It’s enough that SARS-CoV-2, the virus that causes Covid-19, can cause pneumonia, kidney failure, blood clots, arrhythmias and even heart attacks, but the potential that the virus may also lead to onset of diabetes provides a new set of implications and potential complications for survivors.
A recent report in Nature details the rationale and proposed mechanisms behind the ability of the virus to damage specialized cells in the pancreas that make insulin, otherwise known as beta cells, contained in surrounding specialized cells (islets).
When beta cells are destroyed, and the body is unable to manufacture insulin, a person develops elevated blood sugar, known as hyperglycemia, which effectively switches the body to an alternate pathway for energy using ketones and ketone bodies as a primary source. Using ketones bodies for energy will trigger a dangerous state where the body produces harmful acids, leading to diabetic ketoacidosis (DKA), which can be fatal if left untreated.
What’s clear is that diabetes is already recognized as a key risk factor for developing severe Covid-19, and persons with this condition have a higher risk of death.
But new research is emerging that the virus not only causes a more severe course in diabetics, but may also trigger onset of the condition in a subset of patients. The potential for a crush of patients with new onset diabetes (Type 1) may be a new reality that the medical community is yet to face.
“It’s important to note that not only are new diabetes cases possible but the more common scenario would be the development of diabetes complications in patients who already have diabetes such as diabetic ketoacidosis (DKA) and hyperosmolar hyperglycemia syndrome (HHS), said Dr. Minisha Sood, an endocrinologist at Lenox Hill Hospital in New York City. “These conditions are characterized by very high blood glucose and dehydration, among other symptoms.”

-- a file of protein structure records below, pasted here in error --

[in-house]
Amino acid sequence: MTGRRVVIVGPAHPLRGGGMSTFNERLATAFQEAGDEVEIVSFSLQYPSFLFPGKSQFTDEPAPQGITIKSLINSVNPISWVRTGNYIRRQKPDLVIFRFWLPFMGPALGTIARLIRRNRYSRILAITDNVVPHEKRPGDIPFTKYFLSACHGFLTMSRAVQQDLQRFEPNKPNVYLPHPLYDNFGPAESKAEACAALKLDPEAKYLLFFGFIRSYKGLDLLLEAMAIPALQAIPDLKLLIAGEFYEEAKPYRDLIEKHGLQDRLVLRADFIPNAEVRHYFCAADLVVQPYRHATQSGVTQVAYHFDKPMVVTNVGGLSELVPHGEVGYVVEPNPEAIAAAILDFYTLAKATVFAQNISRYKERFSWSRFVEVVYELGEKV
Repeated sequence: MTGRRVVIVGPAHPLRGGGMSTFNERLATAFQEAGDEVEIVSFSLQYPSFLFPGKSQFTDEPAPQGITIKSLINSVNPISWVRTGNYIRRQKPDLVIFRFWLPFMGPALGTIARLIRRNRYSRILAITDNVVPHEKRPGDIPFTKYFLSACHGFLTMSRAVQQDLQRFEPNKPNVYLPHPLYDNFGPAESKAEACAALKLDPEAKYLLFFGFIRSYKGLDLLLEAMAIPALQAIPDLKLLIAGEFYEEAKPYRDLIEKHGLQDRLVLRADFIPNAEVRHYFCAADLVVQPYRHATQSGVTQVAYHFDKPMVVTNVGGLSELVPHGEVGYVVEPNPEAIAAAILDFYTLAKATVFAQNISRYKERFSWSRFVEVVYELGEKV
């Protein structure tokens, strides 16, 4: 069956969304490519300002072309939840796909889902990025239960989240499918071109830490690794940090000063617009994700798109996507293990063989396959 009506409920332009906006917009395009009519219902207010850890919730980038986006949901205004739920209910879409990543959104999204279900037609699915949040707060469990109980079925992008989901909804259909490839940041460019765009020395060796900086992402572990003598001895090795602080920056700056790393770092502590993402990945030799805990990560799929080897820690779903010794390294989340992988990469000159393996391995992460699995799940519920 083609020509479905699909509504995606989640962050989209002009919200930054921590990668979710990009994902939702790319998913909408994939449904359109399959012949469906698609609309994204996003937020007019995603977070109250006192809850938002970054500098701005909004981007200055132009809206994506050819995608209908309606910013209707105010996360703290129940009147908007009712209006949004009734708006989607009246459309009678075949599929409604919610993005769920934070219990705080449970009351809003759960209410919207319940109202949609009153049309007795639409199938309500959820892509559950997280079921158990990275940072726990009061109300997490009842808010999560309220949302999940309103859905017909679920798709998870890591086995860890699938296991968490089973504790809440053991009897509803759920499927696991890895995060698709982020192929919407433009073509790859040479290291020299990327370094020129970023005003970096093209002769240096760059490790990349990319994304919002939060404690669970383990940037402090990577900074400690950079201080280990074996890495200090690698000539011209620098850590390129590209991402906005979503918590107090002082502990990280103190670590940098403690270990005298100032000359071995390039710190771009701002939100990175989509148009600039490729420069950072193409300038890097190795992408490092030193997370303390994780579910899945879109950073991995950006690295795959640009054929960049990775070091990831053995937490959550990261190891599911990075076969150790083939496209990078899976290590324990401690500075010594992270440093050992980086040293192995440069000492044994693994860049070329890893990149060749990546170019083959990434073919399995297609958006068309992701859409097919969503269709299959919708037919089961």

Clinicians are now seeing previously well people with no history of diabetes who have suddenly developed new onset diabetes after being infected with SARS-CoV-2, along with the dangerous complication, DKA, in which people develop acid in their blood stream, accompanied by rapid breathing, which can lead to shock and death.
“Knowing the symptoms of DKA and HHS is important so one may seek medical care in a timely manner. It’s critical for patients with diabetes to have a plan in place should they contract Covid-19 in terms of having enough medication, glucose testing supplies and access to their doctors and healthcare providers should they develop complications,” added Sood.
If we look back at patients who developed SARS back in 2002-2003, there is a linkage with development of autoimmune conditions such as type 1 diabetes. We also know that many organs which play a role in regulation of blood sugar—the liver, pancreas, kidneys, small intestine and adipose tissue (fat)— have a large number of ACE-2 receptors, the receptor on the surface of cells that the virus attaches to using its “spike protein”. Thats said, the basis for onset of ketosis-prone diabetes following infection with influenza or herpes has been previously reported in the medical literature.
Additional research recently published using miniature lab grown pancreases also suggests that the virus may cause diabetes by injuring the specialized cells, beta cells, that regulate blood sugar.
That said, other researchers have been less convinced about the strength of the connection between Covid-19 and new onset or worsening of diabetes.